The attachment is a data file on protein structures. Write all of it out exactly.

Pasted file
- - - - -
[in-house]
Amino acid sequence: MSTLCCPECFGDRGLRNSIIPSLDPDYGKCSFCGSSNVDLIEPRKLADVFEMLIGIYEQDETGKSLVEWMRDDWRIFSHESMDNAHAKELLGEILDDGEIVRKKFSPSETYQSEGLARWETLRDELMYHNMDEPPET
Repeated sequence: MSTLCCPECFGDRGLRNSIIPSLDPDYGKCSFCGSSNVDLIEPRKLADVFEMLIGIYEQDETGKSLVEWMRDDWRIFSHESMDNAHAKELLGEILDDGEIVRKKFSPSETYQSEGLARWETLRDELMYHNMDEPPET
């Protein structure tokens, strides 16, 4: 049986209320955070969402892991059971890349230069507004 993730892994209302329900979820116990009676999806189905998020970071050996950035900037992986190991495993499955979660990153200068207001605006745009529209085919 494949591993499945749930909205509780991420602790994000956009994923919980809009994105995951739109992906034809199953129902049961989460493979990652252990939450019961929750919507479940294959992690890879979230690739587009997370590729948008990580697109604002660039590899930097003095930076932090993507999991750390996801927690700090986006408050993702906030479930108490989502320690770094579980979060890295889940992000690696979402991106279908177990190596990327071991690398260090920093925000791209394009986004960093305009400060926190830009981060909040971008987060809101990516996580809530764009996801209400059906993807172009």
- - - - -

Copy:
[in-house]
Amino acid sequence: MSTLCCPECFGDRGLRNSIIPSLDPDYGKCSFCGSSNVDLIEPRKLADVFEMLIGIYEQDETGKSLVEWMRDDWRIFSHESMDNAHAKELLGEILDDGEIVRKKFSPSETYQSEGLARWETLRDELMYHNMDEPPET
Repeated sequence: MSTLCCPECFGDRGLRNSIIPSLDPDYGKCSFCGSSNVDLIEPRKLADVFEMLIGIYEQDETGKSLVEWMRDDWRIFSHESMDNAHAKELLGEILDDGEIVRKKFSPSETYQSEGLARWETLRDELMYHNMDEPPET
């Protein structure tokens, strides 16, 4: 049986209320955070969402892991059971890349230069507004 993730892994209302329900979820116990009676999806189905998020970071050996950035900037992986190991495993499955979660990153200068207001605006745009529209085919 494949591993499945749930909205509780991420602790994000956009994923919980809009994105995951739109992906034809199953129902049961989460493979990652252990939450019961929750919507479940294959992690890879979230690739587009997370590729948008990580697109604002660039590899930097003095930076932090993507999991750390996801927690700090986006408050993702906030479930108490989502320690770094579980979060890295889940992000690696979402991106279908177990190596990327071991690398260090920093925000791209394009986004960093305009400060926190830009981060909040971008987060809101990516996580809530764009996801209400059906993807172009």